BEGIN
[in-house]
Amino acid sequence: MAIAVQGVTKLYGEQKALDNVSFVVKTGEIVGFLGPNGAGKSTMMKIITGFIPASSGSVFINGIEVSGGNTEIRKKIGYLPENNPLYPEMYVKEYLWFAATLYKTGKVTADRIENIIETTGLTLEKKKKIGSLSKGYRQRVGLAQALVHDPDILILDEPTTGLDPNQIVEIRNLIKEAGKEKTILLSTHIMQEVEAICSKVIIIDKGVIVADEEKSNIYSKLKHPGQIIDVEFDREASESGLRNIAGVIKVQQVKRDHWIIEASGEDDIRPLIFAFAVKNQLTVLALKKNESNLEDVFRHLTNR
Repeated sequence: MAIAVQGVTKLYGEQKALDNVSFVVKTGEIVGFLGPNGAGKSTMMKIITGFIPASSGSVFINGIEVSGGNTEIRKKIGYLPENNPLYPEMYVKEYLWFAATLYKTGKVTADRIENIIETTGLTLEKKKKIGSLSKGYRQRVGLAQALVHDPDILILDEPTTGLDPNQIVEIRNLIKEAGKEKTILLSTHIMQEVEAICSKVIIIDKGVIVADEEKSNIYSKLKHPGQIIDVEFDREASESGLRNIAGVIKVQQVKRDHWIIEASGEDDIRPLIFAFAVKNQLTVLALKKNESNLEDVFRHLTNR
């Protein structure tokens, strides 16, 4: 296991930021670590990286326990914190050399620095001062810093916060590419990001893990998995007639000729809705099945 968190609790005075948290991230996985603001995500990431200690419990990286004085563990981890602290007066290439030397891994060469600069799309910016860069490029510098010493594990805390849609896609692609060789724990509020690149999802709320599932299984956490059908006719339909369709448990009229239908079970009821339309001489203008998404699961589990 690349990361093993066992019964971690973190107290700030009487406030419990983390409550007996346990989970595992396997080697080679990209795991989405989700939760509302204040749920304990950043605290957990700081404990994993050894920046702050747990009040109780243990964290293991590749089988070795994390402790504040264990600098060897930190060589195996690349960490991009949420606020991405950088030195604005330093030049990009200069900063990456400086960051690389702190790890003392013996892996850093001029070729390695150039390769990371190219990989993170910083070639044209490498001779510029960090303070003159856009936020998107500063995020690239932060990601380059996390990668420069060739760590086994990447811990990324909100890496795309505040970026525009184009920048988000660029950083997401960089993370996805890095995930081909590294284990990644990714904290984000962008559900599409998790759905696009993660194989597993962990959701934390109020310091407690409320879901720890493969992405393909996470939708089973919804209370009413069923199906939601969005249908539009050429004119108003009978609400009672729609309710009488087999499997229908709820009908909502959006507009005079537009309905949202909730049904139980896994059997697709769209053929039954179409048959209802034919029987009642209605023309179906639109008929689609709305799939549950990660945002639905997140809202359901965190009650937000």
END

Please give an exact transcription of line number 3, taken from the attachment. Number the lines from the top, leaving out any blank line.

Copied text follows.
Repeated sequence: MAIAVQGVTKLYGEQKALDNVSFVVKTGEIVGFLGPNGAGKSTMMKIITGFIPASSGSVFINGIEVSGGNTEIRKKIGYLPENNPLYPEMYVKEYLWFAATLYKTGKVTADRIENIIETTGLTLEKKKKIGSLSKGYRQRVGLAQALVHDPDILILDEPTTGLDPNQIVEIRNLIKEAGKEKTILLSTHIMQEVEAICSKVIIIDKGVIVADEEKSNIYSKLKHPGQIIDVEFDREASESGLRNIAGVIKVQQVKRDHWIIEASGEDDIRPLIFAFAVKNQLTVLALKKNESNLEDVFRHLTNR